Catherine II was Empress of Russia for more than 30 years. Born Sophie Friederike Auguste von Anhalt-Zerbst on May 1729 in Stettin (now Szczecin in Poland), she became Catherine in 1745, after being received into the Russian Orthodox Church. She married Grand Duke Peter, grandson of Peter the Great and heir to the Russian throne.
The couple had a son, Paul, and in 1762 he became Tsar Peter III. When he was overthrown Catherine was declared empress. Peter was offed in suspicious circumstances, leaving Catherine to her own devices. She took lovers, bestowing power and gifts on them – one was handed 1,000 indentured servants. She became a patron of the arts – you can see a vast array of her nicknacks in the Hermitage Museum. But you won’t see artefacts from her salon full of furniture adorned with vaginas, penises and various scenes of sex. Well, so they say.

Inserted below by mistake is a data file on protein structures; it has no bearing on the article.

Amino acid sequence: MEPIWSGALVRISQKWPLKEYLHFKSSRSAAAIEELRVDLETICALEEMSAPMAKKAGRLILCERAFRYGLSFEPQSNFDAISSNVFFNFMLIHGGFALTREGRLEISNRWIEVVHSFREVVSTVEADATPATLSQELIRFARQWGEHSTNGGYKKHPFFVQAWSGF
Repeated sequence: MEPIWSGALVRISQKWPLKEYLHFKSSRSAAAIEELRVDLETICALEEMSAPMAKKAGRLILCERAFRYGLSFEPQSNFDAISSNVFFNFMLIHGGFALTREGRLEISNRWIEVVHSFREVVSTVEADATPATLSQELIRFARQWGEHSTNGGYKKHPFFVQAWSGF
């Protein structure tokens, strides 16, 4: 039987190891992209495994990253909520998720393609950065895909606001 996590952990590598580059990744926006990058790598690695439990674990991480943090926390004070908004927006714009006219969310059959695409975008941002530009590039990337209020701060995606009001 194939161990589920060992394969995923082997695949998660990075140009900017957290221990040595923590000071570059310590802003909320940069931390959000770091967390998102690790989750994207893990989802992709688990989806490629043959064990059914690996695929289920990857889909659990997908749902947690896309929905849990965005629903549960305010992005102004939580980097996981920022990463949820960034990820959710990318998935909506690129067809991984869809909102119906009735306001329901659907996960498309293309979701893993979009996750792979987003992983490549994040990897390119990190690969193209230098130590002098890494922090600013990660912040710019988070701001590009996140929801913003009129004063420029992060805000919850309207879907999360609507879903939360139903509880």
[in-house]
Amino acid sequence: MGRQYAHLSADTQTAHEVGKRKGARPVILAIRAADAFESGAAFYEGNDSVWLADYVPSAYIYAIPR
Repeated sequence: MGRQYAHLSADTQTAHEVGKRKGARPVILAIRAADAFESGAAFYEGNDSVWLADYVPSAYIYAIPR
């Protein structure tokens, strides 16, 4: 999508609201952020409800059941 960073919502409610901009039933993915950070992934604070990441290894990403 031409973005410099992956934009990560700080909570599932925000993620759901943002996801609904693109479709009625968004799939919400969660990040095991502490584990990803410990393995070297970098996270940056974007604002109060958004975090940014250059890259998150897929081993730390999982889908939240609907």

Catherine is often portrayed as the women who could find sexual dalliance but not fulfilment – thus the lurid legend about her being killed shagging a horse. (Powerful women are always maligned by their obvious sex – see the pornographic attacks on Marie Antoinette.)
However, there is some evidence of her racy salon at the Imperial Palaces of Tsarskoye Selo (nowadays Pushkin), near St. Petersburg. German soldiers claim to have found her secret cabinet during World War II, photographing the erotic art, rampant wooden phalluses and novelty tables and chairs. Alas the place was ransacked and lost forever. Maybe.
The haul is NSFW.